LONDON (AP) — The British government on Wednesday scrapped a decision to strip Richard Branson's Virgin Group of a major rail franchise, citing significant flaws in the way a new operator was chosen.
The government announced in August that it was awarding a 13-year franchise to run the west coast London-to-Scotland service to Virgin's rival, FirstGroup.
Branson, who had at the time questioned whether FirstGroup could meet its financial commitments, on Wednesday praised transport authorities for reconsidering their decision. He said he was hopeful Virgin could continue running the franchise.
FirstGroup said it was "extremely disappointed" at the news. Its shares plunged about 20 percent Wednesday morning, trading at 198 pence.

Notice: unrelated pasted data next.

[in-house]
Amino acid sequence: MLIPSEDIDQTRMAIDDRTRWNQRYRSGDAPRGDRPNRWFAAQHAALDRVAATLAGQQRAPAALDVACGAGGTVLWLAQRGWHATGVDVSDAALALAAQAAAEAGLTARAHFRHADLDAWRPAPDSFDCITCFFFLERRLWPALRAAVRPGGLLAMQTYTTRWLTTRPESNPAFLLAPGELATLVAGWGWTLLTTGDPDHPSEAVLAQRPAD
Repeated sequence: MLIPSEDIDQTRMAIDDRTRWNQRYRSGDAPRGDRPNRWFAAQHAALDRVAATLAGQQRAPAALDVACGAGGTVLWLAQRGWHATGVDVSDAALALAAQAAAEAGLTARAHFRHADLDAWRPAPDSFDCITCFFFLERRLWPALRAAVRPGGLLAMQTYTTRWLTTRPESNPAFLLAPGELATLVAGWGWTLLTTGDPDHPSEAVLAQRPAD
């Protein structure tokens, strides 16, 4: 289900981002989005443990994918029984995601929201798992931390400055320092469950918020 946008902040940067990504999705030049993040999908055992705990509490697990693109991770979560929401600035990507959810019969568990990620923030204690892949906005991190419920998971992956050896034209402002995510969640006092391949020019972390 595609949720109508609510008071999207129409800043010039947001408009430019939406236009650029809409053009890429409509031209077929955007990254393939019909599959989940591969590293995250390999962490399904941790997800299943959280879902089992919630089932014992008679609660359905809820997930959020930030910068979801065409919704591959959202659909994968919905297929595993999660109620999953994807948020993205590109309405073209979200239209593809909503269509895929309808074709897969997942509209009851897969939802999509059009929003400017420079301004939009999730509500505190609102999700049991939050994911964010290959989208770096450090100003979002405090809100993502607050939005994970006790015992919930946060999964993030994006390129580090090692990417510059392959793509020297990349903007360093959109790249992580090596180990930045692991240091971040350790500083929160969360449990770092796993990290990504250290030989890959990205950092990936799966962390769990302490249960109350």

Virgin has run the route since 1997, doubling annual passenger levels and introducing high-speed trains.
Transport Secretary Patrick McLoughlin canceled the competition to run the line because of "deeply regrettable and completely unacceptable mistakes" made by his department in the way it managed the process.
He said staff had been suspended and an investigation had been launched. The bidding process will be rerun.
The uncertainty over the line's franchise prompted concern about the economy in the region. Adam Marshall, director of policy at the British Chambers of Commerce, said that the government needed to move quickly to ensure that investment in the railway network does not suffer.
"The West Coast line is one of Britain's most important business corridors, and companies in cities up and down the country will be concerned that this situation could affect both current services and future investment in critical passenger services," he said.
- Politics & Government
- Virgin Group
- Richard Branson